Initial reports indicated that French troops had captured Gbagbo (pronounced Bagbo) and turned him over to Ouattara’s forces. But Ouattara’s U.N. envoy subsequently told reporters that the arrest had been carried out by forces loyal to the president-elect.
“I am clear about that,” the envoy, Youssoufou Bamba, told reporters outside the U.N. Security Council. “That’s the Republican Forces of Cote d’Ivoire who have conducted the operation. Gbagbo is arrested. He is under our custody. . . . Right now, he is being brought to a safe location for the next course of action.”
Television footage showed a bedraggled-looking Gbabgo wearing an undershirt and being led away by soldiers. He was later photographed with his wife at the Golf Hotel, where they were taken after their capture.
Gbagbo refused to formally cede power to Ouattara, according to news services.
In Washington, President Obama welcomed the end of Gbagbo’s “illegitimate claim to power,” commended the actions of U.N. and French forces in Ivory Coast and called on Ouattara to begin “the hard work of reconciliation and rebuilding.”
Ouattara, 69, an economist with advanced degrees from the University of Pennsylvania, won 54 percent of the vote in an election in November, according to the country’s official election commission. But Gbagbo maneuvered to have votes from some pro-Ouattara areas nullified and claimed victory with 51 percent of the remaining vote.
Both men took oaths of office, but the international community largely recognized Ouattara as the legitimate new president. Gbagbo refused, however, to leave office.
On Monday, after briefing the Security Council on developments in Ivory Coast, U.N. peacekeeping chief Alain Le Roy told reporters that Gbagbo and his wife were in the custody of Ouattara’s forces but that U.N. peacekeepers took responsibility for “ensuring the couple’s personal security.”
Le Roy said he understands that Ouattara might want to prosecute Gbagbo. “Of course, it’s his call,” he said.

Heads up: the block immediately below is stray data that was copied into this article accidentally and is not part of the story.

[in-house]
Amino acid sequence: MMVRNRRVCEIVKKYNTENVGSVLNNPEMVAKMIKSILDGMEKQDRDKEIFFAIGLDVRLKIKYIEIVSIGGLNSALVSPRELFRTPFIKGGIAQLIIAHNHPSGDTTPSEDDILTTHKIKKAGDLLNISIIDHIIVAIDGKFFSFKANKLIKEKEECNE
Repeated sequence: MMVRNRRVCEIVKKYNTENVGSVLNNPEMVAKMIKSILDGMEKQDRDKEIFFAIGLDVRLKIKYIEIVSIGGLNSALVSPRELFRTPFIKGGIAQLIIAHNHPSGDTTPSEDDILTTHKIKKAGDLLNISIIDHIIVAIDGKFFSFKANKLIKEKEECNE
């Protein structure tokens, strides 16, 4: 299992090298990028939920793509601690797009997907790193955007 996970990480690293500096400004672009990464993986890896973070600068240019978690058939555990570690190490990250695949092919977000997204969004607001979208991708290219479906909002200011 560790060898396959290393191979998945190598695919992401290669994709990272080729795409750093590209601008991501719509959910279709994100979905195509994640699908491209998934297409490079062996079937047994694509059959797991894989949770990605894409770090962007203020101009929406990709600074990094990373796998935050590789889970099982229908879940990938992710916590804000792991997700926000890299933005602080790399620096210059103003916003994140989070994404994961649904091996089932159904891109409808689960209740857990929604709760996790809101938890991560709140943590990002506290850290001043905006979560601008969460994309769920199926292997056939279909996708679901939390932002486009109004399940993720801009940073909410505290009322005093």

Bamba, Ouattara’s U.N. envoy, said he was confident that as “the news will spread” of Gbagbo’s arrest, his forces “will stop fighting and they will lay down their weapons.”
He added: “Those fighting are fighting for nothing, because this man is over, this era is over. We will address the serious problem of the humanitarian situation and the security situation . . . and restore public order.”
But diplomats warned that the situation on the ground remained dangerous and that the crisis was not yet over.
Gbagbo’s supporters responded to his arrest by dismissing claims that the operation was carried out by Ouattara’s forces and noting that French and U.N. attack helicopters had pounded the presidential palace and Gbagbo’s residence.
Zakaria Fellah, a Gbagbo loyalist and adviser, said the manner in which Gbagbo was deposed will leave a legacy of deep resentment among his supporters, who will view this as another example of the former colonial power, France, using superior firepower to decide who will rule the country.
“The so-called regime of Ouattara’s forces were completely absent,” he said.
In his statement, Obama said Gbagbo’s arrest “represents a victory for the democratic will of the Ivoirian people, who have suffered for far too long through the instability that followed their election.”
Obama added: “President Ouattara will need to govern on behalf of all the people of Cote d’Ivoire, including those who did not vote for him.”
Gbagbo’s forces had been accused of targeting civilians over the past few weeks, but Ouattara’s loyalists have also allegedly carried out abuses. Among other abuses, the United Nations and Human Rights Watch have cited evidence that Ouattara’s forces committed reprisal killings of suspected Gbagbo supporters.
Branigin reported from Washington. Correspondent Edward Cody in Paris contributed to this report.